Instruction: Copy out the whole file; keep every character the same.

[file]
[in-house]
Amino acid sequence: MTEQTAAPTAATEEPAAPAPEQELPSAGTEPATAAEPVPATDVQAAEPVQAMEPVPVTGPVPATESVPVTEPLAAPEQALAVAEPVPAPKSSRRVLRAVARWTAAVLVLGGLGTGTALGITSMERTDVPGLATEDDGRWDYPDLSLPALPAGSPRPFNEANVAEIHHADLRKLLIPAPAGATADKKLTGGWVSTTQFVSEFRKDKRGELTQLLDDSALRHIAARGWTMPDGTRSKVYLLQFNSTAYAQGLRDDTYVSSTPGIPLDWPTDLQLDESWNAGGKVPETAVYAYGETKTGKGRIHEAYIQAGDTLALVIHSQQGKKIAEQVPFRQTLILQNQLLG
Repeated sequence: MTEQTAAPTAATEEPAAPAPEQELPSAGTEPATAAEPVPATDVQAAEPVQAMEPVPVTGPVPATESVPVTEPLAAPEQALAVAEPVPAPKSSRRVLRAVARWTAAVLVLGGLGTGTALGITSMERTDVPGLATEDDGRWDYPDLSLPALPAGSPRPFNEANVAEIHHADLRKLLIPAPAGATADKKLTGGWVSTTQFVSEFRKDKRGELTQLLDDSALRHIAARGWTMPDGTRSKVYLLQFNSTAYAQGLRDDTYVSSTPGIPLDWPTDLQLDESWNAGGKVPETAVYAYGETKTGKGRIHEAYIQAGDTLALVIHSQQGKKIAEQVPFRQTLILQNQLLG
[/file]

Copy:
[in-house]
Amino acid sequence: MTEQTAAPTAATEEPAAPAPEQELPSAGTEPATAAEPVPATDVQAAEPVQAMEPVPVTGPVPATESVPVTEPLAAPEQALAVAEPVPAPKSSRRVLRAVARWTAAVLVLGGLGTGTALGITSMERTDVPGLATEDDGRWDYPDLSLPALPAGSPRPFNEANVAEIHHADLRKLLIPAPAGATADKKLTGGWVSTTQFVSEFRKDKRGELTQLLDDSALRHIAARGWTMPDGTRSKVYLLQFNSTAYAQGLRDDTYVSSTPGIPLDWPTDLQLDESWNAGGKVPETAVYAYGETKTGKGRIHEAYIQAGDTLALVIHSQQGKKIAEQVPFRQTLILQNQLLG
Repeated sequence: MTEQTAAPTAATEEPAAPAPEQELPSAGTEPATAAEPVPATDVQAAEPVQAMEPVPVTGPVPATESVPVTEPLAAPEQALAVAEPVPAPKSSRRVLRAVARWTAAVLVLGGLGTGTALGITSMERTDVPGLATEDDGRWDYPDLSLPALPAGSPRPFNEANVAEIHHADLRKLLIPAPAGATADKKLTGGWVSTTQFVSEFRKDKRGELTQLLDDSALRHIAARGWTMPDGTRSKVYLLQFNSTAYAQGLRDDTYVSSTPGIPLDWPTDLQLDESWNAGGKVPETAVYAYGETKTGKGRIHEAYIQAGDTLALVIHSQQGKKIAEQVPFRQTLILQNQLLG